NAMIHP understands the vital role MIH and community paramedics play in improving the health of entire communities. Fragmentation and silos in the healthcare system lead to well-known gaps in care, but cohesion isn’t happening soon. Community paramedics play a vital role in reaching people where they are with the care they need.
At NAMIHP, we want to elevate the profession of community paramedicine to reflect the quality and value of the services provided. Enhancing education and developing standardization across programs is one way to do that. This month, we talk about learning opportunities for MIH professionals.
How Community Paramedicine Can Benefit from Standardized Education
With an aging population and efforts to reduce costs, keeping people at home and out of the hospital is paramount. Community paramedics – individually and as part of mobile integrated health (MIH) teams – bridge gaps in access to care and help reduce unnecessary transports and hospitalizations.
However, recognition in the broader healthcare community often doesn’t align with the value offered. Having a standard education program that all community paramedics complete is one way to elevate the field on par with other healthcare providers. It gives payers and the Centers for Medicare and Medicaid Services (CMS) a basis to measure quality of care and breadth of services provided. That bolsters efforts to improve compensation to match the value provided.
Current Challenges in Education
As of now, community paramedicine requirements vary across states and even across cities or counties. Some programs require Board Certification, while others create and provide their own training based on their community needs assessment. One city may need more focus on addiction, while another program may have more need for chronic disease management or mental health. Although these differences highlight the adaptability of community paramedicine teams to meet community needs, it creates national inconsistency in skillsets and competency.
MIH programs need to allow for flexibility in training and background to account for each community. However, compensation is set at the national level. That’s where the lack of standardized requirements undermines efforts to match compensation to the services provided. Without a baseline of demonstrated competencies, CMS and national payers have little to go on to compare community paramedics with nurses, therapists, physicians or other health professionals.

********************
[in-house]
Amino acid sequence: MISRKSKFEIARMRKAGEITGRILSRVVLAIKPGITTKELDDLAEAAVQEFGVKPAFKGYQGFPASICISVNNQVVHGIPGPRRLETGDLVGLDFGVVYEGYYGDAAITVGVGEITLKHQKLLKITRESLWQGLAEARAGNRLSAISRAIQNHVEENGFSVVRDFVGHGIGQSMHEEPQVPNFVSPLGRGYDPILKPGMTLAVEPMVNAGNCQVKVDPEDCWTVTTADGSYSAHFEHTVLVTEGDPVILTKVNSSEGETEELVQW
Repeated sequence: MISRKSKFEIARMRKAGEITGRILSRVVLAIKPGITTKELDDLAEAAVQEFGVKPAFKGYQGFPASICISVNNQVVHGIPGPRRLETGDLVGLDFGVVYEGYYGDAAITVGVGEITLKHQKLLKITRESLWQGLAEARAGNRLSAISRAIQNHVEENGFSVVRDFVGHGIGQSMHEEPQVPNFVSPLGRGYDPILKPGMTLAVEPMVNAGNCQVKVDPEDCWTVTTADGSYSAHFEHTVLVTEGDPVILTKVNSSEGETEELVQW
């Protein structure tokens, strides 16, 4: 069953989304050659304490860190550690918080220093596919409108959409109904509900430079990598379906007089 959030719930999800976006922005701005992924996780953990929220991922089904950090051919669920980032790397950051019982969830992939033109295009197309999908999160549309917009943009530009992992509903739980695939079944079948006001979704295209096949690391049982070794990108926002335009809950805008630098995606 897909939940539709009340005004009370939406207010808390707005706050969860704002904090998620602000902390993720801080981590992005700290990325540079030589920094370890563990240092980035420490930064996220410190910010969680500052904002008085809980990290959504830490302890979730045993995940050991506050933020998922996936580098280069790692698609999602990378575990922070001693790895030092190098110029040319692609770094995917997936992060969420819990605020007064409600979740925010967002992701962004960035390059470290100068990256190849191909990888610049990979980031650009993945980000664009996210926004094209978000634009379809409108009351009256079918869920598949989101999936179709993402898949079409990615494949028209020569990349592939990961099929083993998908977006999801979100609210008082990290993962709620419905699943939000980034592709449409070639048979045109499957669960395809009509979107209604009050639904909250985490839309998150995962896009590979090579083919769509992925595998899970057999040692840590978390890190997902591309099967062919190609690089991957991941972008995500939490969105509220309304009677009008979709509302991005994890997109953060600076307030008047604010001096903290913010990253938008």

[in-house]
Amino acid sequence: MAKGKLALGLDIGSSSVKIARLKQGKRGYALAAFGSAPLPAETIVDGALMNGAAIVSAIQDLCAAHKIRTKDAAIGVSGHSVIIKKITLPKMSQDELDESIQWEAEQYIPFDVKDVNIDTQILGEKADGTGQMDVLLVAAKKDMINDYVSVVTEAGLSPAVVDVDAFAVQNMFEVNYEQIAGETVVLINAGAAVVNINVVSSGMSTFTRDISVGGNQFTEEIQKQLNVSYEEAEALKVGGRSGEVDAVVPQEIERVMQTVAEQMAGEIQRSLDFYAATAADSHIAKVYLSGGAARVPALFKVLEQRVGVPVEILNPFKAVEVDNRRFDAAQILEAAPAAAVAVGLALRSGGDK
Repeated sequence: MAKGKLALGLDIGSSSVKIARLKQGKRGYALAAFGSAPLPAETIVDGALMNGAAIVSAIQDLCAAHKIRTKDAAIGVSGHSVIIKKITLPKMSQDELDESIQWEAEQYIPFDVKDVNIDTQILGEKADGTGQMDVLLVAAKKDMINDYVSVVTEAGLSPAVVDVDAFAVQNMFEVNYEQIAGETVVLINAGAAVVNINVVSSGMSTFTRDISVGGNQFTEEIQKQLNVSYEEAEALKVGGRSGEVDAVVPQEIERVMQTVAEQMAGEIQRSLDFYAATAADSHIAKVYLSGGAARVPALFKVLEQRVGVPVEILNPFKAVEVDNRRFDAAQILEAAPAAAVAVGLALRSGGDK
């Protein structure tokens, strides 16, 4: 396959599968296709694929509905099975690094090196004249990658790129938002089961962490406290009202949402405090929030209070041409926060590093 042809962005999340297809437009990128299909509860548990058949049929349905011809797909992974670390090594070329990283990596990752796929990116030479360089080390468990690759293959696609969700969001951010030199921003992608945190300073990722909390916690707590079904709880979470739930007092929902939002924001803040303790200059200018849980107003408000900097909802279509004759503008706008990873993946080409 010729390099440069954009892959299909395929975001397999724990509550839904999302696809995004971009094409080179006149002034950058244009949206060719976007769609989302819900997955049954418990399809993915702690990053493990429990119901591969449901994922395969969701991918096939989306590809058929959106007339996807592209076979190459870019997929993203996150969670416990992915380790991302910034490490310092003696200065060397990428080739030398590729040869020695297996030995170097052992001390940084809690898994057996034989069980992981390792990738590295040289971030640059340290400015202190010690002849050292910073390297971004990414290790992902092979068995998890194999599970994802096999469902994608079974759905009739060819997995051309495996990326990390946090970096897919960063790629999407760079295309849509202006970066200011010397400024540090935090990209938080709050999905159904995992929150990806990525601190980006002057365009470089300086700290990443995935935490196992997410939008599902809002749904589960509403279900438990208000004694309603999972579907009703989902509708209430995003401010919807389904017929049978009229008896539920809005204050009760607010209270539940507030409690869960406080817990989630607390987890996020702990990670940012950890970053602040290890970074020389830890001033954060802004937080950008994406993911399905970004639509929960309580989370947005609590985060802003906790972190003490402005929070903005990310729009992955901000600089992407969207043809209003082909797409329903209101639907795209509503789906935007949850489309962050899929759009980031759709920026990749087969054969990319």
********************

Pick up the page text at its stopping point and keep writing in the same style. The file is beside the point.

Steps Toward Standardizing Education
Any education program or set of standards should provide a baseline level of competencies, exposure to a wide range of healthcare scenarios, and have flexibility to adapt to community programs.
Multiple organizations have been developing programs to help fill this gap.
· Community Paramedicine Board Certification. One of the most readily available measures of education, this exam aims to measure competencies in Community Paramedicine and serves as a foundational competency demonstration for the growing MIH industry. Community paramedics serve as the backbone personnel for nearly all MIH teams nationwide, and Board Certification goes a long way in validating the quality of care provided in MIH models. The certification lasts 4 years.
· NAMIHP Training & Education Roadmap-Community Paramedicine Core Competencies. NAMIHP has developed a set of core competencies recommended for educational programs to train community paramedics. These recommendations cover an overview of MIH programs, community needs assessments, client interactions, and clinical competencies. The goal is to prepare community paramedics and MIH programs to fill gaps in care and bridge the siloes inherent in the U.S. healthcare system to ensure communities receive appropriate care when needed at a safe location.
· Commission on Accreditation of Medical Transport Systems (CAMTS). CAMTS has developed a set of voluntary standards for accreditation of MIH programs. These standards help define the role of MIH and lay out a structure and requirements for programs to serve their communities safely and effectively. The MIH standards include a heavy focus on educational competencies for community paramedics and other healthcare providers within paramedicine and MIH programs.
Creating a standardized set of educational competencies is one way to elevate the field of community paramedicine, provide a basis for compensation negotiations, and ensure practitioners are prepared with the skills needed for the growing field of MIH.